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Wow... hard coded search paths. Not so bad if it's also ok to have non hard coded search paths doing the same thing. Do you know if that's the case? –  Luther Jun 29 '11 at 19:21
2  
@Luther, yes, of course you can use -I. But keep in mind that you'd need libstdc++ headers from gcc-4.2.0, no newer versions are supported. –  SK-logic Jun 30 '11 at 10:23

Clang does have hardcoded search locations, as defined in the file clang/lib/Frontend/InitHeaderSearch.cpp, near the comment FIXME: temporary hack: hard-coded paths.

There's a note about it on this page: http://clang.llvm.org/get_started.html

So get the include paths from your other compiler (MingW), and hardcode them into Clang, and it might work. (I'm not sure if Clang's Windows support is 100% there yet)

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>>(I'm not sure if Clang's Windows support is 100% there yet) I'm pretty sure it's not, given how many hoops are required to get this far. Is anybody actively working on it? Do they need any help? –  Luther Jun 29 '11 at 19:29
1  
I'm not actively participating in the development, but I've subscribed to their development mailing list for a while. From that, it does seem like a few people are working on Windows support (and it might interest you to know that Linux support can be just as wonky. In particular, the search path issue affects Ubuntu and Fedora too. GCC effectively hardcodes its search paths too, so in order to be a drop-in replacement for GCC, Clang has to do something similar (albeit in a less polished manner). And do the Windows developers need help? From what I've read, they definitely wouldn't say no :) –  jalf Jun 29 '11 at 19:33
    
At the moment, I doubt I'm much help to anybody but if I -can- get this to compile and run in some sort of foolproof way, I'll try submitting my changes. –  Luther Jun 29 '11 at 19:40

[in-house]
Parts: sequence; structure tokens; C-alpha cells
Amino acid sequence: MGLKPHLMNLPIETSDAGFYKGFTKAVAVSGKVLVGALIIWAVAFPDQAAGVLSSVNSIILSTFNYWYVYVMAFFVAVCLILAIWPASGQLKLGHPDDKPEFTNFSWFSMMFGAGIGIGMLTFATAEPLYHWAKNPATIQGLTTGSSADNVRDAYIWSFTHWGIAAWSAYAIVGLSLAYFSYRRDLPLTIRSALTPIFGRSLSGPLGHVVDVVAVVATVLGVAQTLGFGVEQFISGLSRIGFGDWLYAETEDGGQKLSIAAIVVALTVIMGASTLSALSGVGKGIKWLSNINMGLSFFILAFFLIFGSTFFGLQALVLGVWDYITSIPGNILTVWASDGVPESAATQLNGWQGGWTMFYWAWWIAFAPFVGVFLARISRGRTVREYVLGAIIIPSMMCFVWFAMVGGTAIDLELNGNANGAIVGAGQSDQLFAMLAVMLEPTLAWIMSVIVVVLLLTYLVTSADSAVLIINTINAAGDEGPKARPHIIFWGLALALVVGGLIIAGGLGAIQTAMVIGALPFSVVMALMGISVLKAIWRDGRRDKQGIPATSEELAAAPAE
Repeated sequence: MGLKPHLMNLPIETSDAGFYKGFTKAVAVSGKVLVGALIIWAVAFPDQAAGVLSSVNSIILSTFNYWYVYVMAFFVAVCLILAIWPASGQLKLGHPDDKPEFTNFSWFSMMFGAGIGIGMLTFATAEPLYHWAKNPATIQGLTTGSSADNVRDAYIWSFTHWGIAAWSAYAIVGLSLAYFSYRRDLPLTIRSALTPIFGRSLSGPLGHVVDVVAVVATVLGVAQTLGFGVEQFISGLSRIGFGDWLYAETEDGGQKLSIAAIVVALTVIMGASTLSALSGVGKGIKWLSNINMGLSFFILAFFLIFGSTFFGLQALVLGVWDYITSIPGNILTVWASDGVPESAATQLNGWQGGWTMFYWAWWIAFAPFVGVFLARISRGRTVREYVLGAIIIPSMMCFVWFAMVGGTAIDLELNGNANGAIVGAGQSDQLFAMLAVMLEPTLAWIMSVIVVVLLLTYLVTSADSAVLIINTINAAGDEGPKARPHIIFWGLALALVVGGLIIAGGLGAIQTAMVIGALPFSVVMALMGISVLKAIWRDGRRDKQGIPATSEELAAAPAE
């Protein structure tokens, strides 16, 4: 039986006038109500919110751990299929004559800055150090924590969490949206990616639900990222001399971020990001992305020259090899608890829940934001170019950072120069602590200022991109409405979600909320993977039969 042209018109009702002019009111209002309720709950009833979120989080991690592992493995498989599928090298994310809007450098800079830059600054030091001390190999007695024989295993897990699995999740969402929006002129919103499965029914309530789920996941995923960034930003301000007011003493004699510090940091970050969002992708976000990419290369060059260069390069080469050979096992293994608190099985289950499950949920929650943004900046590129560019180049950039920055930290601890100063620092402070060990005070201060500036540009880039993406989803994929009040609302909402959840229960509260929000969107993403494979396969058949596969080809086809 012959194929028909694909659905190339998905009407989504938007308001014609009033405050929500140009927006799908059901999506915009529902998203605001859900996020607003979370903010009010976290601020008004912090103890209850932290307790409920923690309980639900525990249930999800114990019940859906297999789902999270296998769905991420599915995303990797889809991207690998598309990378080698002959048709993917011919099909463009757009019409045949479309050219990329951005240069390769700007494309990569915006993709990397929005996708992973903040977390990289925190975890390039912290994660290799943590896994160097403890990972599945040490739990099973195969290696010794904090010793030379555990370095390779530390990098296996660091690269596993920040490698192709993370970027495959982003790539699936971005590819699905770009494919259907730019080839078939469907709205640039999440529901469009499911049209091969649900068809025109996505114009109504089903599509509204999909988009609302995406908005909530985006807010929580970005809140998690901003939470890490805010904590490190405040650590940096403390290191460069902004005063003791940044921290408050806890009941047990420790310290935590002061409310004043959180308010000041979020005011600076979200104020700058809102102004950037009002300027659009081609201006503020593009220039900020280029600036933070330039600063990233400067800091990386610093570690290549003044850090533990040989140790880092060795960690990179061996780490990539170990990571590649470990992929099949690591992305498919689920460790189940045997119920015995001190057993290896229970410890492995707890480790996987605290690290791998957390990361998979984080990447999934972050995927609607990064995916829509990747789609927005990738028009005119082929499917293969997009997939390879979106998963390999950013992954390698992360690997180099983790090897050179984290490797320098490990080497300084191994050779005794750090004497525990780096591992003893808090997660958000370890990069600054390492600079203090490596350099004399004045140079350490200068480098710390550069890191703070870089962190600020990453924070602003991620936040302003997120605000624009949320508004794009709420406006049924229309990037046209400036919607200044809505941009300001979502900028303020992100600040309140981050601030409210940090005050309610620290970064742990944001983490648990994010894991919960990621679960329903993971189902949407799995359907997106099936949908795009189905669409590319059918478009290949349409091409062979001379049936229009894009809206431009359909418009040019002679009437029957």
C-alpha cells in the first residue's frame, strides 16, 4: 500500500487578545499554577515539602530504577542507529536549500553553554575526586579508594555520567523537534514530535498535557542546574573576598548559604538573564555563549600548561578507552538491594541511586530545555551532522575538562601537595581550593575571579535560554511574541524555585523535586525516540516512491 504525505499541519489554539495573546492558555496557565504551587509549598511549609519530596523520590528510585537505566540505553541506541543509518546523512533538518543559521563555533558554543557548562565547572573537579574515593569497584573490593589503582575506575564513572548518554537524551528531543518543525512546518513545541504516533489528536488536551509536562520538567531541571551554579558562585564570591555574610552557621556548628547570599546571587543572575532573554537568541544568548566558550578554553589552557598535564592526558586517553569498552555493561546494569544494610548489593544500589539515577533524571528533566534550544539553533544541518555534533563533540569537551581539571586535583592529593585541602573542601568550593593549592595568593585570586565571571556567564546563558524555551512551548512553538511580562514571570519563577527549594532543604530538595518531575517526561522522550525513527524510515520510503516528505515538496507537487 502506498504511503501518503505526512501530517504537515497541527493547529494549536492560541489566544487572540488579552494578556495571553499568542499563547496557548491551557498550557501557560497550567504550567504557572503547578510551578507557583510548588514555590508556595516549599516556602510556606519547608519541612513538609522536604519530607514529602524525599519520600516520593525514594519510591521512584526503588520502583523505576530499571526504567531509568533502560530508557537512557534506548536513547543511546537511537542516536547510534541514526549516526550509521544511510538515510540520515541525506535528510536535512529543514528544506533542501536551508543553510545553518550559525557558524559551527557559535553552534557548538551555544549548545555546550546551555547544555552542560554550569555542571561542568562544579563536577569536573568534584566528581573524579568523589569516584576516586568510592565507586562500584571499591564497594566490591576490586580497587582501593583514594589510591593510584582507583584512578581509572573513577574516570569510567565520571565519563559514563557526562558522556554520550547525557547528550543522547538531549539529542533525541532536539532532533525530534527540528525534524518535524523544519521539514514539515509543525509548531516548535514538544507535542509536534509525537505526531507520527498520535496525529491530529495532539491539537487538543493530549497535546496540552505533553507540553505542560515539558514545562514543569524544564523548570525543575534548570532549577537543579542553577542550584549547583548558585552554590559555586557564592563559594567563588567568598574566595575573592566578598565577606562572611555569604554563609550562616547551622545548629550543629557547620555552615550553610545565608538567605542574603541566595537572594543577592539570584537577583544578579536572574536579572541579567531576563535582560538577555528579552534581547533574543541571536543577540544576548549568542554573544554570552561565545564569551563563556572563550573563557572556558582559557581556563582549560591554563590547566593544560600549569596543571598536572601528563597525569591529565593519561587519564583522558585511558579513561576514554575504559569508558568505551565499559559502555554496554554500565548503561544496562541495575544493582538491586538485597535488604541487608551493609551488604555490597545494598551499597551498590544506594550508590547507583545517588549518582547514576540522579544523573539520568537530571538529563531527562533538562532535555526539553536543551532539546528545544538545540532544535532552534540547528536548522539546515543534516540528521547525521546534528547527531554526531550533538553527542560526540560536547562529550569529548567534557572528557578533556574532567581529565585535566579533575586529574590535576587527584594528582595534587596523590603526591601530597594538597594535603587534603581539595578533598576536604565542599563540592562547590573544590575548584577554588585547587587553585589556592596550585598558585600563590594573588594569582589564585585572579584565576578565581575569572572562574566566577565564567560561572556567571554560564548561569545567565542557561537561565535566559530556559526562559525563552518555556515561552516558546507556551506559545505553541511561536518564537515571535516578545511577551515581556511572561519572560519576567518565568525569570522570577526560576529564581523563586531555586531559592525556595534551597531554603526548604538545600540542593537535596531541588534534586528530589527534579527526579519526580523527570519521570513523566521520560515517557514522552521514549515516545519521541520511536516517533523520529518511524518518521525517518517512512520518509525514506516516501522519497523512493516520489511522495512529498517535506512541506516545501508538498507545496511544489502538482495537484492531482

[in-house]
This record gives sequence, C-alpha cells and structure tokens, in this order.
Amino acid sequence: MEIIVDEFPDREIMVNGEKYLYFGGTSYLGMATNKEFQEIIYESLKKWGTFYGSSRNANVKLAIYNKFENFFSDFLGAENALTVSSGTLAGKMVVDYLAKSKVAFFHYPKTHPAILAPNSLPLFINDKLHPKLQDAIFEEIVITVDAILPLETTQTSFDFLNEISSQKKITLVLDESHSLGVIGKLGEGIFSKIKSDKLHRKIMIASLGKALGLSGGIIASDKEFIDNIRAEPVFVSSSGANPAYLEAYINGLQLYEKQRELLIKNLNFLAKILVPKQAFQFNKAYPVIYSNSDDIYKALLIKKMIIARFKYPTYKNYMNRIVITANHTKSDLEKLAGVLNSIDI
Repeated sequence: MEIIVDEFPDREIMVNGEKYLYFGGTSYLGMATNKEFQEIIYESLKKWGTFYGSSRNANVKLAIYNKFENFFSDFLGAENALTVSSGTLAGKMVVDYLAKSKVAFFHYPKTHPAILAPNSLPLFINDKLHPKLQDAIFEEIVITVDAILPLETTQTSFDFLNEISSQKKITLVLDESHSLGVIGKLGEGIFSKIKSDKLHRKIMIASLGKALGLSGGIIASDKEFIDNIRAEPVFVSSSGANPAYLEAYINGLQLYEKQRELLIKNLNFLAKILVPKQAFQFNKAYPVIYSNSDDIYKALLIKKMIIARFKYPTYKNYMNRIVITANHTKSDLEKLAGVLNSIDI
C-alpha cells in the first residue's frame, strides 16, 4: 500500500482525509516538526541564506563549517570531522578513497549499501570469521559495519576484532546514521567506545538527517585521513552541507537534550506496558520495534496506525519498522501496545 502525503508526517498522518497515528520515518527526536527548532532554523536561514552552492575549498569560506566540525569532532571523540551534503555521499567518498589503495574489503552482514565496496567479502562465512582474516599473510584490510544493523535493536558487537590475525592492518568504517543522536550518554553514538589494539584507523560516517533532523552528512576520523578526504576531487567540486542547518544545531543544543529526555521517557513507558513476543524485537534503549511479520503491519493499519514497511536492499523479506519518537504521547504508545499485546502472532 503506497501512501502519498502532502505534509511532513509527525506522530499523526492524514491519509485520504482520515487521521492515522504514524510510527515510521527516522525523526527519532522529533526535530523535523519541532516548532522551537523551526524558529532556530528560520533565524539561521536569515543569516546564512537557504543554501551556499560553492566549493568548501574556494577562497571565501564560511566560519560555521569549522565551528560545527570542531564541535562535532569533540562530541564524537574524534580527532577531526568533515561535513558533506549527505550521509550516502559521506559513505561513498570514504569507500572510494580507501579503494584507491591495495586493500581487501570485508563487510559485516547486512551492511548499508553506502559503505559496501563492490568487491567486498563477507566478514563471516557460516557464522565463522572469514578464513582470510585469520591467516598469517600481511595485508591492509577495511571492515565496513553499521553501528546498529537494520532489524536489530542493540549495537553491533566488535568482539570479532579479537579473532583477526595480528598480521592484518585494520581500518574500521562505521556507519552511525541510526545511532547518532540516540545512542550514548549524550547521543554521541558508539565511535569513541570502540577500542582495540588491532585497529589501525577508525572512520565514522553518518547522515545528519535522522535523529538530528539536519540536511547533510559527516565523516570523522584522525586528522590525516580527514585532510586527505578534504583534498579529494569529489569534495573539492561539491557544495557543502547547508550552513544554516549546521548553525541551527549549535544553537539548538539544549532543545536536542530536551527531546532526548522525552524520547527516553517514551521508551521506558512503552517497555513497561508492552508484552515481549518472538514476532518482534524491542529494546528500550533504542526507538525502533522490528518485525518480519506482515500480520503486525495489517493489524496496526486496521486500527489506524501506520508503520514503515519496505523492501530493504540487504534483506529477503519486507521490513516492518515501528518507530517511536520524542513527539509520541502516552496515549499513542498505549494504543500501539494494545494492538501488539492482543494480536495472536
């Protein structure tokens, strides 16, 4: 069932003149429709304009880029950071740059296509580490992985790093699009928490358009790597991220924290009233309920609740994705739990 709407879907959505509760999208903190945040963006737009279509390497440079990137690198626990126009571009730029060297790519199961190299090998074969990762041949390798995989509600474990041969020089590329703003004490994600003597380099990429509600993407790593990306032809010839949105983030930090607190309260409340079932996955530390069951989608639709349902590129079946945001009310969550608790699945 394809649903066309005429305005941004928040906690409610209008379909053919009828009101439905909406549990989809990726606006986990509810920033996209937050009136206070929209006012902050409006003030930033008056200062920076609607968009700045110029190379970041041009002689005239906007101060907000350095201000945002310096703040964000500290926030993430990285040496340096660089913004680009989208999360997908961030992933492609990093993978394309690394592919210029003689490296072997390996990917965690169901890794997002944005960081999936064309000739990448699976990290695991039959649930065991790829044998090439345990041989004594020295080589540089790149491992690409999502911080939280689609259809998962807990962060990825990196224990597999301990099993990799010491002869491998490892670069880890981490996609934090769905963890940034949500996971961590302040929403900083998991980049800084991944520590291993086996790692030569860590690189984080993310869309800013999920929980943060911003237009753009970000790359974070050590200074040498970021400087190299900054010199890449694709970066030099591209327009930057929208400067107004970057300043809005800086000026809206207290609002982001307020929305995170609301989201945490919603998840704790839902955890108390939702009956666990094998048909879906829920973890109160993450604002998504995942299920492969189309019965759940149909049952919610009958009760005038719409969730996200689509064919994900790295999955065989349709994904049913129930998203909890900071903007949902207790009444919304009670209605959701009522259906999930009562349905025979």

Depending on your version of MinGW (and thus the version of gcc ported), the headers might be scattered a bit...

In the file clang/lib/Frontend/InitHeaderSearch.cpp you will find a number of hard-coded paths. The trouble is that each is version specific, so if your version of MinGW is not in there, then feel free to add it (and ask for it to be integrated in Clang's mainline by posting the patch to cfe-commit).

Personally I run it on MinGW/msys with only minor issues (a number of test cases fail because my msys shell mangles the input when there are : in...), I have not tried using it from CodeBlocks though (I'm used to the command line).

If you wish to help, Takumi is watching over MinGW integration, Francois Pichet is leading the work on compatibility with VC++/MFC headers (ie is the main contributor) and @rubenvb is currently trying to push patches on libc++ to have it working on Windows (libc++ does not compile on Windows yet). The 3 areas are pretty much independent and require different skills and knowledge.

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I had a similar problem. I used the GCC 4.7's analogs of the paths specified by Mike Dinsdale's answer and specified them with the '-isystem' flag (Clang 3.2 in the mingw64 distribution as built by rubenvb) to all of my future calls to the clang executable (via scripts). As these directories are being specified explicitly as system inclusion directories, all potentially wearisome warnings generated by them are automatically suppressed.

tl;dr: the -isystem flag specifies system inclusion directories without recompilation in Clang

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I got the same error with Fedora Linux. The suggested fix was to get a later version of Clang (I was using 2.8) or even compile it from the trunk. Haven't tried it.

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Well, got it via SVN only yesterday so I assume it's pretty recent. The problem with the MinGW header files seems to be some confusion over what #if does in a preprocessor but I'm happy to be proven wrong. –  Luther Jun 29 '11 at 18:48

When I had the same issue, I just set-up Code Blocks to the correct include directories for my setup. And it uses -I with clang++ and everything's been working great so far.